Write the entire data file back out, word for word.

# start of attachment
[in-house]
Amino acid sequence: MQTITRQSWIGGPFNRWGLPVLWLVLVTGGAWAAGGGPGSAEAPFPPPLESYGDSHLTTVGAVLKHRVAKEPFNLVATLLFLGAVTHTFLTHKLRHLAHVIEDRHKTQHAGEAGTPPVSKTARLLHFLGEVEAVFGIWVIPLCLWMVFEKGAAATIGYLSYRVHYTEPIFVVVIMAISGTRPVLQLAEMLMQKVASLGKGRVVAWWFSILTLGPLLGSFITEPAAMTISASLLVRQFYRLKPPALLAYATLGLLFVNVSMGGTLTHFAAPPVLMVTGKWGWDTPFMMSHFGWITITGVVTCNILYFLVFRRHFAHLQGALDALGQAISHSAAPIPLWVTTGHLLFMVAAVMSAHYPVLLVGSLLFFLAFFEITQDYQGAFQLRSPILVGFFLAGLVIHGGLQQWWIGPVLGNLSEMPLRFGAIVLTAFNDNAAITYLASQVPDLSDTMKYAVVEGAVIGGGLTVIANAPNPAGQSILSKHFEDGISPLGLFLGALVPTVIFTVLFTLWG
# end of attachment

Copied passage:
[in-house]
Amino acid sequence: MQTITRQSWIGGPFNRWGLPVLWLVLVTGGAWAAGGGPGSAEAPFPPPLESYGDSHLTTVGAVLKHRVAKEPFNLVATLLFLGAVTHTFLTHKLRHLAHVIEDRHKTQHAGEAGTPPVSKTARLLHFLGEVEAVFGIWVIPLCLWMVFEKGAAATIGYLSYRVHYTEPIFVVVIMAISGTRPVLQLAEMLMQKVASLGKGRVVAWWFSILTLGPLLGSFITEPAAMTISASLLVRQFYRLKPPALLAYATLGLLFVNVSMGGTLTHFAAPPVLMVTGKWGWDTPFMMSHFGWITITGVVTCNILYFLVFRRHFAHLQGALDALGQAISHSAAPIPLWVTTGHLLFMVAAVMSAHYPVLLVGSLLFFLAFFEITQDYQGAFQLRSPILVGFFLAGLVIHGGLQQWWIGPVLGNLSEMPLRFGAIVLTAFNDNAAITYLASQVPDLSDTMKYAVVEGAVIGGGLTVIANAPNPAGQSILSKHFEDGISPLGLFLGALVPTVIFTVLFTLWG